Hillsborough, N.H. (CNN) - Mitt Romney knows the chances of California going for him in November are slim, so why not call the state out as an example of economic policy gone awry?
A day after musing over a move to low-tax haven Florida, Romney–who owns a home in La Jolla, California–cast the Golden State as a cautionary tale for overtaxing and overspending.
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On a Friday conference call he told swing-state voters that the 2012 election gave them a choice over the country's economic future.
"You could either be like the America that we've known in our past, which is having low taxes and high growth and a strong economy," Romney said. "Or you could try to be like California, where they raise taxes higher and higher and higher."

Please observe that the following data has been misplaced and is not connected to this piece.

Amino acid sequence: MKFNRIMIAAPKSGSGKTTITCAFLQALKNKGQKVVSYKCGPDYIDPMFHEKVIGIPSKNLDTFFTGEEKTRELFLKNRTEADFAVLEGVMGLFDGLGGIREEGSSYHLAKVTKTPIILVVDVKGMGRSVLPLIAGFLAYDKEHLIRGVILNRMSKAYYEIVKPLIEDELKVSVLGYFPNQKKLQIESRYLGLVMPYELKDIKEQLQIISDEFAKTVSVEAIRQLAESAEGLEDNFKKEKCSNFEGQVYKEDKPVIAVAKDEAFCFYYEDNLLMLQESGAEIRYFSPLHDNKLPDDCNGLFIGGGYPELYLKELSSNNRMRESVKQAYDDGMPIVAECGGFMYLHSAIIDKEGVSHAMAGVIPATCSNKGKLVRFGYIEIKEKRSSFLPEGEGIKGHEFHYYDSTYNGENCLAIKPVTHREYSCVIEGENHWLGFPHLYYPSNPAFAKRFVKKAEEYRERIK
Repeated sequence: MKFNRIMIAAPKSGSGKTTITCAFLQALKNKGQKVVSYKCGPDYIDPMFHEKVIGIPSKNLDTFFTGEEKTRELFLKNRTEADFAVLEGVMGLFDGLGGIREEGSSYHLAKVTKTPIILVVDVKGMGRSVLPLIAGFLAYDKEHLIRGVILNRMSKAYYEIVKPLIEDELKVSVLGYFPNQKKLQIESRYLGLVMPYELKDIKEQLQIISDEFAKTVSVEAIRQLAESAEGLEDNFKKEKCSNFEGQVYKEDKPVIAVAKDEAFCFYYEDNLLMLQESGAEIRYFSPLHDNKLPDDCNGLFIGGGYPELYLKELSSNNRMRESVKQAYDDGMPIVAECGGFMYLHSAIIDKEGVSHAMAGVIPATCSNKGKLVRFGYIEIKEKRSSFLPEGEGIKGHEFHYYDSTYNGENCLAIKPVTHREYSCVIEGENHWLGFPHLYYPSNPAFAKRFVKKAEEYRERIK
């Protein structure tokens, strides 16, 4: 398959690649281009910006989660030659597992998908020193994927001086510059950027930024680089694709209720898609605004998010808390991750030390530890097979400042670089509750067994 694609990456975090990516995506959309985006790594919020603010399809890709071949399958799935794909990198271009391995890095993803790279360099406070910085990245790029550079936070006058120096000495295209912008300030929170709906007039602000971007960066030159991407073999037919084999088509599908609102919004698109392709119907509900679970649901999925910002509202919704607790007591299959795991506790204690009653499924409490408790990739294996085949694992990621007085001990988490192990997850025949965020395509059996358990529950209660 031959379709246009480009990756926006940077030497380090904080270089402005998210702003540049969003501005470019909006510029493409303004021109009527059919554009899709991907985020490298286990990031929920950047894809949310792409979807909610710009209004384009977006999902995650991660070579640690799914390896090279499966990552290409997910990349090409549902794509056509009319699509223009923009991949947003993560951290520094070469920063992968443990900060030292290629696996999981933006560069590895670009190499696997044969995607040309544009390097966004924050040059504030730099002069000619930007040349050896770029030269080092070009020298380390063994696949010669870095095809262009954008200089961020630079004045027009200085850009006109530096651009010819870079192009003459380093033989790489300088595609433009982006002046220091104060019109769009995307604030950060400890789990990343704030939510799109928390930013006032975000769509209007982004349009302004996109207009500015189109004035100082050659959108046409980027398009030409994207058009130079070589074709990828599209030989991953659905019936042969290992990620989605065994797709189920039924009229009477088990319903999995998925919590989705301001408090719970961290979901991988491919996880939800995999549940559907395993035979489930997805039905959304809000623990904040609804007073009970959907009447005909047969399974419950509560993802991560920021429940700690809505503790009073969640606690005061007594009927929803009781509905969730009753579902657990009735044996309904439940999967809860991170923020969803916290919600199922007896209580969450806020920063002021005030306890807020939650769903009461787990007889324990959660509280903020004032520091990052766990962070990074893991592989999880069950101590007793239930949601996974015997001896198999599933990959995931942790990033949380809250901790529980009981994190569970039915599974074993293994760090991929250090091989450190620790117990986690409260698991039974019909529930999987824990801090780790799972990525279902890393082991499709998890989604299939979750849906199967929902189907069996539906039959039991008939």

Romney said California's policies "scare away employers. They make it harder for entrepreneurs to grow and thrive in their state. And they have huge deficits. The deficits in California get worse and worse."
California's budget deficit has reached an eye-popping $16 billion, the state's governor acknowledged this week.
A day earlier, on Thursday, Romney told voters in Jacksonville, Florida that his wife Ann had a soft spot for the battleground Sunshine State.
"She has said someday, who knows, we might move to Florida," he said to cheers from the audience. "You never know. Someday, way down the road."
He later assured reporters that he and his wife "love California," but added: "There are attractions to Florida. It has the right tax rate, among others."
Florida does not levy a state income tax.
- CNN's Ashley Killough contributed to this report.